Food & Drinks

What Country Is the Largest Producer of Whiskey?

What Country Is The Largest Producer Of Whiskey?

Which country is the largest producer of whiskey? Is it Scotland where the history stretches back a few centuries? Is it the USA where they also produce whiskey in various styles such as Tennessee whiskey, bourbon, or just plain whiskey?

The world’s largest producers of whiskey per year are:

  1. Scotland: 108 million cases,
  2. USA: 37 million cases,
  3. Canada: 21 million cases,
  4. Ireland: 7 million cases,

Generally, in every case of whiskey, there are 12 bottles (750ml).

We’ll examine some rules governing whisky/whiskey, the name difference, and the top whiskey producers worldwide.

Whiskey or Whisky? What Are the Rules?

Whiskey Or Whisky? What Are The Rules?

While there is no international standard on the spelling, Scottish and Japanese producers prefer the spelling “whisky” without an e, while American and Irish distillers use the spelling whiskey.

There isn’t an internationally accepted definition of what whisk(e)y is. It is generally accepted as being a fermented mash made from grains such as barley, wheat, rye, or corn, distilled, and aged in oak barrels.

The rules governing Scotch whisky are hard and fast. It has to be made from a fermented mash of grains, aged in oak barrels for a minimum of three years and produced only in Scotland.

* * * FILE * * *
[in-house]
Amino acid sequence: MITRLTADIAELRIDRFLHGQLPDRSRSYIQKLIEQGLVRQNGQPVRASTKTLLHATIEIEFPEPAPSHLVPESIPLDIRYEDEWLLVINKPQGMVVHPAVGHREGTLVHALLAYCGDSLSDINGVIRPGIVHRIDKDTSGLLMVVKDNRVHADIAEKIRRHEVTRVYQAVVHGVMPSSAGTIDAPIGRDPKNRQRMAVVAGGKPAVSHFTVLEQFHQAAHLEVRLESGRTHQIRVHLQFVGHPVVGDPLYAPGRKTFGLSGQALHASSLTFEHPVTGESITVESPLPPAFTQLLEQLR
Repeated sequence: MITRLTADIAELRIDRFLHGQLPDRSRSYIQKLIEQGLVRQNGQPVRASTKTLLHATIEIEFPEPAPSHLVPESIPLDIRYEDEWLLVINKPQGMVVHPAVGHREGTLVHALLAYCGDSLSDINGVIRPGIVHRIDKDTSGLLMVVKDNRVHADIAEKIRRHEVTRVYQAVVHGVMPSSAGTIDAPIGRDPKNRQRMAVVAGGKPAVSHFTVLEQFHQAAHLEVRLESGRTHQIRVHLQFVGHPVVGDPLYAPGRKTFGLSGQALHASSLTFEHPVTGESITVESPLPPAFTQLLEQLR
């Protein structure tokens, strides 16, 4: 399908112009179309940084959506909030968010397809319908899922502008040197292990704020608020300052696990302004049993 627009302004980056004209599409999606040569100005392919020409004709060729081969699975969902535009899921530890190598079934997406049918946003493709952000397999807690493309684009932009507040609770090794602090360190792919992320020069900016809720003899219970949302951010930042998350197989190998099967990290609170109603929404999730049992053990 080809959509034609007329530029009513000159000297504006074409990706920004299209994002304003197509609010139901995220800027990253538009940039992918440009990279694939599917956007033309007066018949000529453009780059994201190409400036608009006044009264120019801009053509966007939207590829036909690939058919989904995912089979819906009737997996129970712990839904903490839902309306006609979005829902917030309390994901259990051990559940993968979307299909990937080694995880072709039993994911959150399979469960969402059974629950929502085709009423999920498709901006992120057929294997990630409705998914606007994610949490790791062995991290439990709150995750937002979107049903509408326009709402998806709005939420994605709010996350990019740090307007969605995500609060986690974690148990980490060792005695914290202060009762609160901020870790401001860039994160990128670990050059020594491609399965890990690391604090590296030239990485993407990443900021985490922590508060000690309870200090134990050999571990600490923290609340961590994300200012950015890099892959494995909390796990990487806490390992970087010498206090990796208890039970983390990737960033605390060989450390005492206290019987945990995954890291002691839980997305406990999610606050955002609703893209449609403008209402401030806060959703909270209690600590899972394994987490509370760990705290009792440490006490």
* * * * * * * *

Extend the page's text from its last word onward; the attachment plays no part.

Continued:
They subject single malts to even more rigid rules: production in a single distillery in Scotland. They still consider blends from the same distillery a single malt because it comes from a single distillery.

Scottish, Irish, and Canadian whiskeys are aged for a minimum of three years, while bourbon for two. Other producing countries have no minimum requirements.

The World’s Largest Whiskey Producing Countries

Scotland jumps automatically to my mind when I think of whiskey. But, apart from Scotland, other countries such as the USA, Ireland, and Japan also produce copious amounts of whiskey. 

Let’s get into the details.

1. Scotland


Scotland stands out as the world’s largest producer of whisky. The figures show how much they produce.

  • In 2021, every second of every day (there are 86,400 seconds in a day), 44 bottles (700 ml @ 40% ABV) were shipped to 180 countries worldwide. This amounts to 1.3 billion bottles of Scotch Whisky leaving Scotland annually.